Just east of the Crown Heights–Utica Avenue subway station, on the border with Crown Heights, there is a park called Lincoln Terrace (also known as Arthur S. Somers Park), which slopes gently down toward the southern Brooklyn coastline. The New Lots Line transitions from a tunnel to an elevated structure within this park. The 21 acres (8.5 ha) of land for Lincoln Terrace was purchased by the city in 1895–1897. In order to deter aircraft from flying through the area during World War I, parts of the park had turrets installed in "serviceable but inconspicuous locations" in 1918. Through 1935, additional land was added to the park (including land purchased from the Interborough Rapid Transit Company in 1928, which had built its New Lots Line in 1916). Streets were closed to make room for the extra parkland. The park was originally named after Abraham Lincoln, but in 1932, the western section of the park (west of Rockaway Avenue) was renamed after activist Arthur S. Somers, an area resident who had died that year. Around that time, the park and its playgrounds were refurbished.
Betsy Head Park is located in a lot on the north side of Livonia Avenue bounded by Strauss Street and Thomas S. Boyland Street. Betsy Head, a rich Briton, died in 1907 and gave the city $190,000 to spend on "recreational facilities" as part of her will. When it was opened in 1914, the park, which was then the only one in the neighborhood, was "overcrowded" upon opening. It was lauded for its "rest pavilion, wading pool, playground, school farm garden, bath building, swimming pool, field house, running track, and tennis courts," and in the 1915 Panama–Pacific International Exposition, received first prize in the New York City Parks portion of the competition. In 1936, a new Olympic-size swimming pool, one of 11 across the city, was added as part of a Works Progress Administration project. Three years later, in 1939, the pool was rebuilt after it sustained fire damage. The park was renovated at a cost of $5.2 million in 1983, and a new running track was added in 2001. In 2008, the New York City Landmarks Preservation Commission designated the Betsy Head Play Center a landmark, making it the first and only individual landmark in Brownsville. In early 2016, the playground inside the park was renovated for $5.05 million based on a design by the Rockwell Group, with an "Imagination Playground" surrounded by a 6-foot-tall (1.8 m)* wooden pathway. The new play area, which features movable foam play blocks, is based on the group's Burling Slip playground in Lower Manhattan, and builds off several prototype designs for such a playground that were unveiled in Brownsville in 2009.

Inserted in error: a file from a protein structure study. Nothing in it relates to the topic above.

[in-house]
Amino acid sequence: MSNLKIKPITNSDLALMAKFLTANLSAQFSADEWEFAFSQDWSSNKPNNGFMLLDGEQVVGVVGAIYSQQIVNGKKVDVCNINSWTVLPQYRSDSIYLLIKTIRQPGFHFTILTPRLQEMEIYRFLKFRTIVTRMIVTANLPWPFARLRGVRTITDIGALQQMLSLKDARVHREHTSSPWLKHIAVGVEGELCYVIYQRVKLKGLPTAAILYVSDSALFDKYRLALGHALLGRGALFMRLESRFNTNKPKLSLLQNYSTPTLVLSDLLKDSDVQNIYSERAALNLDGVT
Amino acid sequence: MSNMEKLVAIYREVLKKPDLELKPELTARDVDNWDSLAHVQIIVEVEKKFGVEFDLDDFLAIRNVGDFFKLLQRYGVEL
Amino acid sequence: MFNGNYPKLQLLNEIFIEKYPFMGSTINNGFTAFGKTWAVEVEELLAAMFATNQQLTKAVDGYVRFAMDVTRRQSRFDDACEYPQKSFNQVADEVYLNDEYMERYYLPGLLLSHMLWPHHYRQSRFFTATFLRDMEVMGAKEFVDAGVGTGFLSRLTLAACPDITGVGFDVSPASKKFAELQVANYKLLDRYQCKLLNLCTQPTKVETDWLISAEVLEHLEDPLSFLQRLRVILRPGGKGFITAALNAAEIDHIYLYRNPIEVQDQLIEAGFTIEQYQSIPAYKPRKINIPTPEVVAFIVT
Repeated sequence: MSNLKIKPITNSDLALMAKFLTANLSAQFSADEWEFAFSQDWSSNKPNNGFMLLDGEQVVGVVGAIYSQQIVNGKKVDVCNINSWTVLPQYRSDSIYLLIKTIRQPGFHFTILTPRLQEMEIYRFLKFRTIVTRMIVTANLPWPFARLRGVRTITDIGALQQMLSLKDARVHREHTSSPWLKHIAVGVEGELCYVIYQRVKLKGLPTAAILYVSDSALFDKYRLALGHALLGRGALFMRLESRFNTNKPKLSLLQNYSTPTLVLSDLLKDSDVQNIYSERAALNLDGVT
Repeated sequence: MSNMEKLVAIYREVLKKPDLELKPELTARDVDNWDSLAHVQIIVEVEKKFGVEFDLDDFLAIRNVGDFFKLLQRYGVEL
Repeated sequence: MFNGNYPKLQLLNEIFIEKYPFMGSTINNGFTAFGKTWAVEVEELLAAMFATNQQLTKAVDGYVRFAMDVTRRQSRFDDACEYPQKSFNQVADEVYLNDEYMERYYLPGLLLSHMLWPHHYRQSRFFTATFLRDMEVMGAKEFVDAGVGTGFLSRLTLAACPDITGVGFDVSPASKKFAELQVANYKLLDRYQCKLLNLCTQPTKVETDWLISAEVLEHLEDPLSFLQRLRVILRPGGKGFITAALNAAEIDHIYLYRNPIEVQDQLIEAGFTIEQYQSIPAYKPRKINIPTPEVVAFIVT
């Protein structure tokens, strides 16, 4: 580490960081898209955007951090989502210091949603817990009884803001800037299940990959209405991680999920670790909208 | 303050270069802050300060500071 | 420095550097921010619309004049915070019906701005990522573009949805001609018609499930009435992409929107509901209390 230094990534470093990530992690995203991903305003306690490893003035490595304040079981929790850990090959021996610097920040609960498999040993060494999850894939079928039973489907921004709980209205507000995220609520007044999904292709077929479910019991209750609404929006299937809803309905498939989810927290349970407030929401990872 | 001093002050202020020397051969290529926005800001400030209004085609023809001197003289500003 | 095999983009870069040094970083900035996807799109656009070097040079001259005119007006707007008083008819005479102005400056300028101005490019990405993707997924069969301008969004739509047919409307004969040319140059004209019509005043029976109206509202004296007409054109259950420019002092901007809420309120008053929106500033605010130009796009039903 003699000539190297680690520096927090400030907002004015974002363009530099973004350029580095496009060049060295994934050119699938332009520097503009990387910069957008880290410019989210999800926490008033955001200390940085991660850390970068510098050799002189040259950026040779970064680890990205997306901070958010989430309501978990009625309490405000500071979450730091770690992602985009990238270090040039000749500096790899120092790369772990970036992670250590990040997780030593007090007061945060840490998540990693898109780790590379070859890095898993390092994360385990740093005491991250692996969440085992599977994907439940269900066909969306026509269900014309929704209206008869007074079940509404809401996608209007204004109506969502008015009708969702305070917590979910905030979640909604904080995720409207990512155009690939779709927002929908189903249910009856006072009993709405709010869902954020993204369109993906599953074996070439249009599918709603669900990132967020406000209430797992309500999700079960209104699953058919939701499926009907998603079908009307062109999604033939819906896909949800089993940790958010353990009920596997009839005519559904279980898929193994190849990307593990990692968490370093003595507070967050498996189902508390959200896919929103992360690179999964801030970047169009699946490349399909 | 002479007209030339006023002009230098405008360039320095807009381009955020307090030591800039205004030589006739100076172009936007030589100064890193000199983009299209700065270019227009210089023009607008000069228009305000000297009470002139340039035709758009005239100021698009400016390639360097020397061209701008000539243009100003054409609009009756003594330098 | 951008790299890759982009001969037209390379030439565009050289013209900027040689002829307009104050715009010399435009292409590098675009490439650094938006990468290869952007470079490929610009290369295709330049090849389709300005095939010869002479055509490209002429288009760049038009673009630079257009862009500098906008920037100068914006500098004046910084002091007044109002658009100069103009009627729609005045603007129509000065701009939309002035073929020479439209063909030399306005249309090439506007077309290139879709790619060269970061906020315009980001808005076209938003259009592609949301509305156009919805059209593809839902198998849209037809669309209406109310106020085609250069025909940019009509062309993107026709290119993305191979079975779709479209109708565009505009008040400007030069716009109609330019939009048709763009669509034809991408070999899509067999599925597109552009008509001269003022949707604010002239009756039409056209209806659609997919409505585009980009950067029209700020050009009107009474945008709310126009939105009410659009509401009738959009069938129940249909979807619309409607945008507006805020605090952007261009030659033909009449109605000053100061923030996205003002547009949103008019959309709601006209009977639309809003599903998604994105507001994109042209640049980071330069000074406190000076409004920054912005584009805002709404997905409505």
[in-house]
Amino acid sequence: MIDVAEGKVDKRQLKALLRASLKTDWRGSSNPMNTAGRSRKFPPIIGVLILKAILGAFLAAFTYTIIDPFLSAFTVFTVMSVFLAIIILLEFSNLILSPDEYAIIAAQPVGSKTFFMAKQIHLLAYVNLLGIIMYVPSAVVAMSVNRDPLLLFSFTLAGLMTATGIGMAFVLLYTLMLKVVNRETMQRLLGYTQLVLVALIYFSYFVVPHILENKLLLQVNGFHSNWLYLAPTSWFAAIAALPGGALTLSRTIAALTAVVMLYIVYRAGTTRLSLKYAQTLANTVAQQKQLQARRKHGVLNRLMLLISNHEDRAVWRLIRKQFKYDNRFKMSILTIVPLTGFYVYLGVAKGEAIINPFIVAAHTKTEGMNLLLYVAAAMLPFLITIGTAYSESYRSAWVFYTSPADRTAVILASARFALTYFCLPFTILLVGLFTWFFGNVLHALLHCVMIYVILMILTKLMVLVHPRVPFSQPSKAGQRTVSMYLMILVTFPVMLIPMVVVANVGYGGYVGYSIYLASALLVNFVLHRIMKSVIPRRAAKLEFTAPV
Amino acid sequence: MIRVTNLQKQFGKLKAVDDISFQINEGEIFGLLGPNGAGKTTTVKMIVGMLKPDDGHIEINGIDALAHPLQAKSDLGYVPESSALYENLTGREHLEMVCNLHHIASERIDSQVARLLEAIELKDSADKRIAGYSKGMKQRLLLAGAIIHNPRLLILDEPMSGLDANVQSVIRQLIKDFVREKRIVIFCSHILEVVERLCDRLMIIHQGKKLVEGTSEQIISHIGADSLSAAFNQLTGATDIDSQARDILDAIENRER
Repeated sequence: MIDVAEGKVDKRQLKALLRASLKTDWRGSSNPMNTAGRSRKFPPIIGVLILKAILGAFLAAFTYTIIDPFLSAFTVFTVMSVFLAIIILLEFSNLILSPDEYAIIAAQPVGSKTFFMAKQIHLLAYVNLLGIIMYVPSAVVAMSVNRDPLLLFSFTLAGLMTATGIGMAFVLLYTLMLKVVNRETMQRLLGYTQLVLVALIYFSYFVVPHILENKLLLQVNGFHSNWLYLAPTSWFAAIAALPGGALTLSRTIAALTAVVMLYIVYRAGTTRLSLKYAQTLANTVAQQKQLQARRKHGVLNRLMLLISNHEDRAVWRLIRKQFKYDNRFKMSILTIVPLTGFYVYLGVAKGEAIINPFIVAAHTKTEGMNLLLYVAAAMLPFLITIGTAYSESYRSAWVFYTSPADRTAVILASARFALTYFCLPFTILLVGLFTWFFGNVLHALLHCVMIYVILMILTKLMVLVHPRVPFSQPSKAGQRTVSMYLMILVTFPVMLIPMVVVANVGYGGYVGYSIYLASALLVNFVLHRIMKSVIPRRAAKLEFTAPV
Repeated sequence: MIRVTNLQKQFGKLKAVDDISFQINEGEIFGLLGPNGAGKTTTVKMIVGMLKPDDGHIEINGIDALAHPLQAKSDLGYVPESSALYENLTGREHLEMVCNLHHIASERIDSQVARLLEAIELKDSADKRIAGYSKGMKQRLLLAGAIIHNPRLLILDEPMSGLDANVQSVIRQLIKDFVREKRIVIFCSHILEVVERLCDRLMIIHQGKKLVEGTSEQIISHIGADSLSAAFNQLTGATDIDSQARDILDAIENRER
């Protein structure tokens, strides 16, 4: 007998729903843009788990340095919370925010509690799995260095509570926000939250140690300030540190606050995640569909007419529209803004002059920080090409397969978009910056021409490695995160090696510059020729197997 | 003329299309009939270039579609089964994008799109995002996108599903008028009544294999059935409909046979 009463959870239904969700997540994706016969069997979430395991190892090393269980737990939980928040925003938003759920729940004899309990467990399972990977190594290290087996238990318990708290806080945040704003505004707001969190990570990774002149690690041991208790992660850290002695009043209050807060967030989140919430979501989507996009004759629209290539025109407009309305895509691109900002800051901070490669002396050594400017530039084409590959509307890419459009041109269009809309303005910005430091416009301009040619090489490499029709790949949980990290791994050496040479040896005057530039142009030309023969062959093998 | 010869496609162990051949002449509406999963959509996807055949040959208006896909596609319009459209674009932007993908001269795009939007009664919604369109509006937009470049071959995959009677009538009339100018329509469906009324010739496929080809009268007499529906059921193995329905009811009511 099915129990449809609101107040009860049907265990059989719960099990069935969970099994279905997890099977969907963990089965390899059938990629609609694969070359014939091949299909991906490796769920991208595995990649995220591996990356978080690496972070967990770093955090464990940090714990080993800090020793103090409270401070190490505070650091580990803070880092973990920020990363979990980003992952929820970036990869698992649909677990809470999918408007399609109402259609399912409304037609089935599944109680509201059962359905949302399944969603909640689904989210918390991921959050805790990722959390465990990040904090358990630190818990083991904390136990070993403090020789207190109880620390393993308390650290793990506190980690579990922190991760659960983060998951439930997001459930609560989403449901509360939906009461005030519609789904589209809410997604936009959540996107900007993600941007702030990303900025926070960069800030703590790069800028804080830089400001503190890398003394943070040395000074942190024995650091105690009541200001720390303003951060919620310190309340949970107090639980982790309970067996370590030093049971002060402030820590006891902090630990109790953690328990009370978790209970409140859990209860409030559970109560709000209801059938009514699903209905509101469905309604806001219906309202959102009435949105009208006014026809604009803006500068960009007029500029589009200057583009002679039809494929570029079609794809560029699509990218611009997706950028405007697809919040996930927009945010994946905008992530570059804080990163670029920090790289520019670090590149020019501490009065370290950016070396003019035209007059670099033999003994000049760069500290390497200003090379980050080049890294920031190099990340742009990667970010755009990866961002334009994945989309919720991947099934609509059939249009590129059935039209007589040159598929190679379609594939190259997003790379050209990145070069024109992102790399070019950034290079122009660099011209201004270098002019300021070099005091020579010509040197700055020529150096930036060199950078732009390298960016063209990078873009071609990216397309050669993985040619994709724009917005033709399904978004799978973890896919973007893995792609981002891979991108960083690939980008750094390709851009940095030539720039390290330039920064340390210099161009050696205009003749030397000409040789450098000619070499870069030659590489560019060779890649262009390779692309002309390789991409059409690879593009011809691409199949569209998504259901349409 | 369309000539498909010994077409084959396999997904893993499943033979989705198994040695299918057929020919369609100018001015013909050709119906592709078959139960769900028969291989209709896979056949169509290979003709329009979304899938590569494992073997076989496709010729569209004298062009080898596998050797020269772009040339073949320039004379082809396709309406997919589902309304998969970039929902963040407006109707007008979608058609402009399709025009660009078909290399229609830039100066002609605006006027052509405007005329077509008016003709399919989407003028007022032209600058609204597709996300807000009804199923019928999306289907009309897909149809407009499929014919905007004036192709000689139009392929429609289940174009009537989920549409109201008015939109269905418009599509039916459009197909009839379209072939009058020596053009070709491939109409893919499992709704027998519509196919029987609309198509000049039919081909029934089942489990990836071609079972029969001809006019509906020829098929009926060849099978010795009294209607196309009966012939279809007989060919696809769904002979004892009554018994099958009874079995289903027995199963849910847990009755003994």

At Livonia Avenue and Powell Street, Livonia Park is named after Livonia, in the Baltic region in what is now Latvia and Estonia. Livonia Avenue itself is so named for the same reason. According to the New York City Department of Parks and Recreation, the park honors Livonia and its native people, the Livonians. The Livonians were never fully independent, instead being alternatively led by the Teutonic Order, Sweden, and the Russian Empire. The Kingdom of Livonia was a nominal state of Russia from 1570 to 1578 during the Livonian War, but did not actually gain independence. Eventually, the Livonians were assimilated into the larger Latvian population, keeping parts of their language and a few other cultural vestiges. The Russian Empire became communist as part of the October Revolution in 1917, and Latvia and Estonia gained independence soon after, only to become part of communist Russia again until the collapse of the Soviet Union in 1991. The park itself was designated on August 15, 1969, as part of NYCHA's development of the Tilden Houses. There are trees, benches, gaming spaces, a drinking fountain, and many grassy plots within the park. The red-and-white bricks in Livonia Park feature the color of the Latvian flag.